The Battle Between Google and Bing
AI chatbot technology has been around for years in various applications – usually gated by paywalls – but we’re at an important breakthrough moment now as both Google and Bing are incorporating it into their free search offering.
The New Bing
Many commentators are wondering whether Microsoft’s acquisition of OpenAI, the company that developed ChatGPT, is their most significant challenge to Google’s dominance in the search arena to date. Satya Nadella, Chairman and CEO of Microsoft, said the following at a press conference on 7 February 2023:
“AI will fundamentally change every software category, starting with the largest category of all – search.”
As of March 2023, Bing rolled out access to its new “AI-powered co-pilot for the web”. When you type in a search query, Bing will generate a traditional SERP with featured snippets, as well as offering an AI-generated response that you can use as a starting point for a chatbot conversation.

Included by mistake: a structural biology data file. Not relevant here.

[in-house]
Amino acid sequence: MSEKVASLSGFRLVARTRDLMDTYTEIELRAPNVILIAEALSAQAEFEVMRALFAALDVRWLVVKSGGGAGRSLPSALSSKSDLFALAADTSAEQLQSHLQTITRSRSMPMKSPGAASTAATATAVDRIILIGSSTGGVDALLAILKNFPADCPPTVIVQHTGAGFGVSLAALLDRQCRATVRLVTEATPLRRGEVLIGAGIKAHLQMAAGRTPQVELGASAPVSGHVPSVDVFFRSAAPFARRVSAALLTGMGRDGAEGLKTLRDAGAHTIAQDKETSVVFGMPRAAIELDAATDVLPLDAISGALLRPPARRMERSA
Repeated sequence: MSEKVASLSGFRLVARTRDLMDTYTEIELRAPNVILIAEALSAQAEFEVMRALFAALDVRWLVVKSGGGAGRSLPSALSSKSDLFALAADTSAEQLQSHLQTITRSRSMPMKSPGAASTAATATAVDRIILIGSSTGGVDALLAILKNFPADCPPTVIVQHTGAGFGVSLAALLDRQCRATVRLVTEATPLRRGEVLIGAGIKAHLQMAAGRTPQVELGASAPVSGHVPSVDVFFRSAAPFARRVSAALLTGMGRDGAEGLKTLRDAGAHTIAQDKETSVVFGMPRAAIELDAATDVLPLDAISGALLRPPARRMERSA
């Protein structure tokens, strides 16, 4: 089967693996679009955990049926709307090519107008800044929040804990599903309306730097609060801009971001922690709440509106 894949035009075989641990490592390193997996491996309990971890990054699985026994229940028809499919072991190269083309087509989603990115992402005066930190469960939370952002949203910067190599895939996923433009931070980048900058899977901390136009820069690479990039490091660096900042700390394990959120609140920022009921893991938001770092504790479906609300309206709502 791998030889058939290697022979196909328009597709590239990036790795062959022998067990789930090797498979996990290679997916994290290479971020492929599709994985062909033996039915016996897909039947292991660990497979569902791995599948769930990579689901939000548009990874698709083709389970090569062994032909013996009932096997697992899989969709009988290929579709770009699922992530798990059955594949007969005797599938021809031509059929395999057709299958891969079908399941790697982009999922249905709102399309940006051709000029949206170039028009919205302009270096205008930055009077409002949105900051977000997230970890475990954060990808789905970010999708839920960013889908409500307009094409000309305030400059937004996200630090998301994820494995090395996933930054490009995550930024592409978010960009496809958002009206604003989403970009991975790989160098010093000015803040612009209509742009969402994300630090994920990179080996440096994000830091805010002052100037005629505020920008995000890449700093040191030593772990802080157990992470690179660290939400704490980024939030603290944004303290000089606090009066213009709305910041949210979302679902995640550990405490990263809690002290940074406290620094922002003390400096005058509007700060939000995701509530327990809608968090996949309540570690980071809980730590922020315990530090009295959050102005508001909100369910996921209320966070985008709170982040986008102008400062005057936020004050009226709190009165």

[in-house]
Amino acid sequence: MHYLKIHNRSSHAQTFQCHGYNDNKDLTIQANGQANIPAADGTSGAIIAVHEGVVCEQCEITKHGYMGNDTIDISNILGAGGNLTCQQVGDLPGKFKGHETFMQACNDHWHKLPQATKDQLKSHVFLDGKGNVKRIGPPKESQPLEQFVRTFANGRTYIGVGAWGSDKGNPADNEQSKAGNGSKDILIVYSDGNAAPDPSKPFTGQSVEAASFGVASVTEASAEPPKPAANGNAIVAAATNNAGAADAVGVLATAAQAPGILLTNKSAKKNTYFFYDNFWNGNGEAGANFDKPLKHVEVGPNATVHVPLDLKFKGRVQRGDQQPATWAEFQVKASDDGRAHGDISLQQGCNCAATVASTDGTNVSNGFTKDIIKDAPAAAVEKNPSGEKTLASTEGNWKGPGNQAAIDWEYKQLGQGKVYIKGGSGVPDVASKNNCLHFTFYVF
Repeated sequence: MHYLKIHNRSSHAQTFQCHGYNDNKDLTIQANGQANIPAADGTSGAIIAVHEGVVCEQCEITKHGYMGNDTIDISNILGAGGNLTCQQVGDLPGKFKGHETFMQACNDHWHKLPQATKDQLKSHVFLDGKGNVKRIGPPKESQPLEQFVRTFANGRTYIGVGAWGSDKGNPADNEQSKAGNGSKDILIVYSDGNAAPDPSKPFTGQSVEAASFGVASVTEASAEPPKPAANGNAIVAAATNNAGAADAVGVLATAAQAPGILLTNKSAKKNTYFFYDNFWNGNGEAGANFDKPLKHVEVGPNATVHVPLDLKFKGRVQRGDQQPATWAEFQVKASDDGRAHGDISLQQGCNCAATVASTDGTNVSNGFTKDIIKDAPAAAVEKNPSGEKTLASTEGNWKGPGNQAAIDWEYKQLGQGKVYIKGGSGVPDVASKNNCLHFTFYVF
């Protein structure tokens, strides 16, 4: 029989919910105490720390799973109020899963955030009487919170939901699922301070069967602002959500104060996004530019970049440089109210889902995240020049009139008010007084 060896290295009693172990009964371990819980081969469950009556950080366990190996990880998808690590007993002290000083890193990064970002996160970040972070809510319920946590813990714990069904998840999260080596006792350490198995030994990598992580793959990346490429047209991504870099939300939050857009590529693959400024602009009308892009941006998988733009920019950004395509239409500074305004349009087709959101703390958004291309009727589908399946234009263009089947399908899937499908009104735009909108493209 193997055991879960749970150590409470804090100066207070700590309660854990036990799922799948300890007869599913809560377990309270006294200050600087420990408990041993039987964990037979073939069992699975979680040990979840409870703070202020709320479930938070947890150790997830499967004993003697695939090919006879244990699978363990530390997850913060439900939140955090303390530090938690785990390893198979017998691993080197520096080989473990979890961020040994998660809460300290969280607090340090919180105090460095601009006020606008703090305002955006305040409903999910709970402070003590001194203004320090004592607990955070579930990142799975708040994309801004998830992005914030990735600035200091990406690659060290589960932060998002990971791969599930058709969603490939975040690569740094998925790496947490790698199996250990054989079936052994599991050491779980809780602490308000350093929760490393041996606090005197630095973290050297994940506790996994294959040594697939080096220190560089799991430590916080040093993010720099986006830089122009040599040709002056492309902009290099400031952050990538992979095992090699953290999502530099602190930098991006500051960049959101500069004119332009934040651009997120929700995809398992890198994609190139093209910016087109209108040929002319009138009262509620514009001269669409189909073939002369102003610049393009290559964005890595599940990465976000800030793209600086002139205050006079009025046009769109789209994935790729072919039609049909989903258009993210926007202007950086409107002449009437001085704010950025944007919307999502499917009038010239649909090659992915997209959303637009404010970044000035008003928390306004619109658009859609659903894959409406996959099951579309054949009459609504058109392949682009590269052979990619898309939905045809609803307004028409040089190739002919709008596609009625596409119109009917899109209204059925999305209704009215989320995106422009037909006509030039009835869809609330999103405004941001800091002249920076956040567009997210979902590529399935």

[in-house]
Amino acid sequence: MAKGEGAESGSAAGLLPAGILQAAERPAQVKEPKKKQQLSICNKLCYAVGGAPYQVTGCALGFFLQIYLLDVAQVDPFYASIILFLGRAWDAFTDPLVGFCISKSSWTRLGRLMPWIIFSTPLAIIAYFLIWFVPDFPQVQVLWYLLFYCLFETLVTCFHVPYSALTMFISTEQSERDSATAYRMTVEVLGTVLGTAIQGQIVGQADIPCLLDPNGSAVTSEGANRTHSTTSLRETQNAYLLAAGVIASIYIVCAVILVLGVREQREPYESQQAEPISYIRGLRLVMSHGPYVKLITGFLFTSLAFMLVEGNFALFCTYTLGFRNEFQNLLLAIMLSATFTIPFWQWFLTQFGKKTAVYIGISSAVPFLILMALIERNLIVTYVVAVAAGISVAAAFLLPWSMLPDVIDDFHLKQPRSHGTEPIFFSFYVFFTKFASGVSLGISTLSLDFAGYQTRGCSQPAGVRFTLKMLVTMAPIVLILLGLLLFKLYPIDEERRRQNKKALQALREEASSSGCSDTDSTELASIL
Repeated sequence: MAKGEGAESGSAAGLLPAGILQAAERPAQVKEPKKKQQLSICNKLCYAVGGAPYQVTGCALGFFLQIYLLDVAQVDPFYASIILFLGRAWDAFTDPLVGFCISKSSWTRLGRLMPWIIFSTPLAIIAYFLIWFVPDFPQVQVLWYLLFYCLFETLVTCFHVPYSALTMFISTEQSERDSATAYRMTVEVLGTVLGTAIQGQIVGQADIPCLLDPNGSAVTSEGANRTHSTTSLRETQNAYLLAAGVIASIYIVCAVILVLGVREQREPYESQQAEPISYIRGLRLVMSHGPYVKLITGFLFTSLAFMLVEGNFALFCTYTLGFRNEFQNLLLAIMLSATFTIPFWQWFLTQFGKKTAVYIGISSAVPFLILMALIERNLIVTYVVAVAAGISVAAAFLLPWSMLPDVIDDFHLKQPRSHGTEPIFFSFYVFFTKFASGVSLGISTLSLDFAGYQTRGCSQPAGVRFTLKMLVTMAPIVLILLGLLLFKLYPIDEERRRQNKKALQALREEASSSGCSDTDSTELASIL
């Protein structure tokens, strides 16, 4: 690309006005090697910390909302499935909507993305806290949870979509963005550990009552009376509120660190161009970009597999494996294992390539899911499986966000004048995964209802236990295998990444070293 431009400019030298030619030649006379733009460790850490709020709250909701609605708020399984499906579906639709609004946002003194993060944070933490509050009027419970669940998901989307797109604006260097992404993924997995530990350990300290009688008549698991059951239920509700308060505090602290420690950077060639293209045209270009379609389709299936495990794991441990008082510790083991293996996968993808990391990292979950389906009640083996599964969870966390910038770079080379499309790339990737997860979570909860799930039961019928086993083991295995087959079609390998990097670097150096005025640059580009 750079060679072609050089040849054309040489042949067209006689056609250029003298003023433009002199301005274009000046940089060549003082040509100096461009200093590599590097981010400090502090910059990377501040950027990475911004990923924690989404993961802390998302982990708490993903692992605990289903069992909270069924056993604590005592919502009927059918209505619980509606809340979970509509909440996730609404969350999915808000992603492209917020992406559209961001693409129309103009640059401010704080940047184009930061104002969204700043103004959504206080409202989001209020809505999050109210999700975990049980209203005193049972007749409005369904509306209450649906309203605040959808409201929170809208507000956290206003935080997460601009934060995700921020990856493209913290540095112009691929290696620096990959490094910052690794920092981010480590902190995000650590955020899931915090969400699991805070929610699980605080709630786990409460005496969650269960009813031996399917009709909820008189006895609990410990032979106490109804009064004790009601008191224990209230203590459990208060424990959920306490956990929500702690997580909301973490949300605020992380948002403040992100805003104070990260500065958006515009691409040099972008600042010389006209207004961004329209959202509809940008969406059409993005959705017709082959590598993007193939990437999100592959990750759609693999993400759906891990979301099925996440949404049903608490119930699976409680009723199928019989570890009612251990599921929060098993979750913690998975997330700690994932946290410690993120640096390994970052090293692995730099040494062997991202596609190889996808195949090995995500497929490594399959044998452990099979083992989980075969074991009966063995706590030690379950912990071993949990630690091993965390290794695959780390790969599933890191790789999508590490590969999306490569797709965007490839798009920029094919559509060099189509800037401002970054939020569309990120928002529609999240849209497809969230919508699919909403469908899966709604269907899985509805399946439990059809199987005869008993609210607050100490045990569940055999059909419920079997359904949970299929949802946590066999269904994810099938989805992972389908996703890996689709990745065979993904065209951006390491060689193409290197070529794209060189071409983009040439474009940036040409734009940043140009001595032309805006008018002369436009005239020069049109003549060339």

In my opinion, a welcome addition to the chatbot search result is a list of citations showing the sources for the information used. This is a feature missing from other chatbots and earlier iterations.
Not to be outdone, Google announced the launch of its own AI chatbot, Bard, the day before Microsoft. However, Google stock prices were hit when an incorrect response from Bard caused consumer trust in the technology to wobble. Bard is now available in more than 230 countries in over 40 languages at https://bard.google.com/. Unlike Microsoft, Google hasn’t yet integrated its chatbot search function into the regular Google search engine. It makes it very clear from the outset that Bard is an experiment that may not provide accurate results.
Interesting fact: when I first wrote this article in February 2023 and asked Jasper “what is Google doing to compete with AI chatbots?”, it told me about Google Duplex, which is its voice-based AI offering. It was announced that Duplex is being retired from the web in December 2022. So Jasper missed both the Google Bard announcement and the retirement of Duplex and as such gave me an answer that was completely out of date in a fast-moving industry.